While perhaps best known for having an excellent espresso machine within arm’s reach of his office recliner, UVIC’s own Dr. Brian Thom also runs the Anthropology Department’s Ethnographic Mapping Lab. One recent creation of this lab is a project to incorporate panoramic, scrollable photos and expository text of certain Coast Salish cultural landscapes into Google’s street view (Brian has been working on several cool projects with Google’s sponsorship and assistance.) This is a cool example of applied community-based research brought to the public eye in a sensitive manner.
The above is one of the more interesting ones in that it shows Hw’e’itun at Dionisio Point on Galiano Island, known for excavations by Don Mitchell and more recently by Colin Grier. The StreetView summary leads you out to some more information on this site:
This is an ancestral village site of the Penelakut Tribe and an ongoing place of cultural, ecological and social significance to Penelakut people. It is also a treasured and significant archaeological site, DgRv-3, which has been carefully researched through a collaborative partnership between Penelakut Tribe, archaeologists Washington State University, and BC Parks. Some of the results of this archaeological research are available here (http://wsm.wsu.edu/s/index.php?id=997) and a photo-based essay is here (http://wsm.wsu.edu/s/we.php?id=333).
Equally, the picture below goes to a summary of Leeyqsun, Shingle Point on Valdes Island: village site, huge clam garden, and so much more. The blurb takes you out to discussion of the research Brian and his group have been doing on the historic movements of the Lyackson away from Valdes (PDF). I’m not sure if there are plans to expand the current selection of Coast Salish cultural places but there is a lot of content there already if you follow out the links in many of the summaries. By the way, if you missed it, the venerable (in web years) Brian Thom’s Coast Salish Page is now hosted at UVIC and is an important source for references and downloads on the cultural and natural history of the Salish Sea.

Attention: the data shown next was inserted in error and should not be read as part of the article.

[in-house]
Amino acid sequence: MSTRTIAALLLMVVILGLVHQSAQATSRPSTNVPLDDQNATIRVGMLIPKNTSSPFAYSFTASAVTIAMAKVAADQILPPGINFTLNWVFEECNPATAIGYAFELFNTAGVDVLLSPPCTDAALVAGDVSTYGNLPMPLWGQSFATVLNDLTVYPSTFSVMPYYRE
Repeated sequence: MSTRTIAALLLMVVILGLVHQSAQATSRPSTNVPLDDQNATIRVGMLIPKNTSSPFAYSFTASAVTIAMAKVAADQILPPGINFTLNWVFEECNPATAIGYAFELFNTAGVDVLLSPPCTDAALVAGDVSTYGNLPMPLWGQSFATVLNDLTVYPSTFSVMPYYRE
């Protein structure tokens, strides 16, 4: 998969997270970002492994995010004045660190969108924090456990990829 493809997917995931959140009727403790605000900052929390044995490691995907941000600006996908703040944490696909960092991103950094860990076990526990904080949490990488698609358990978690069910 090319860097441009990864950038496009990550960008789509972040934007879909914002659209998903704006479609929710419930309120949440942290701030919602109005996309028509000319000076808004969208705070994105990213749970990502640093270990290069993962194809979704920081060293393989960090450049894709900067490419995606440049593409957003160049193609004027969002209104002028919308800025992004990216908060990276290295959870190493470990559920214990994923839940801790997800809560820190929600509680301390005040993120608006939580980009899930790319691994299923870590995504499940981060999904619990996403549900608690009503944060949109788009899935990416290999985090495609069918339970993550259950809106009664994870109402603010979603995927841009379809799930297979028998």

Thanks for profiling this Quentin! I was really pleased to have my photo spheres project get included in Google’s Street View Gallery. The gallery is a set of “special collects” in Street View by Google and their partners at UNESCO sites, NASA, in museums and art galleries, and so on. http://www.google.com/maps/streetview/. It is great to see these wonderful places in the Coast Salish landscape be profiled alongside these other iconic places. In my descriptions, I wanted to celebrate the indigenous names for these places, and highlight their archaeological values, where the information is publicly available, and in places their precarious position.
As two-eyes would say: “Rad”
Very cool! and I have been doing the same thing, though not publicly for Squamish Nation place names. May move in the direction you have done so well at!
Good work Brian – thanks for bringing this to my attention Quentin. I’m working on a similar platform with White River First Nation on place names of the Yukon-Alaska borderlands and will send you along a link to this later in the fall. ’till then, take care down there.
This is so interesting — a way for those of us who want to know more about landscape and its extraordinary resonances.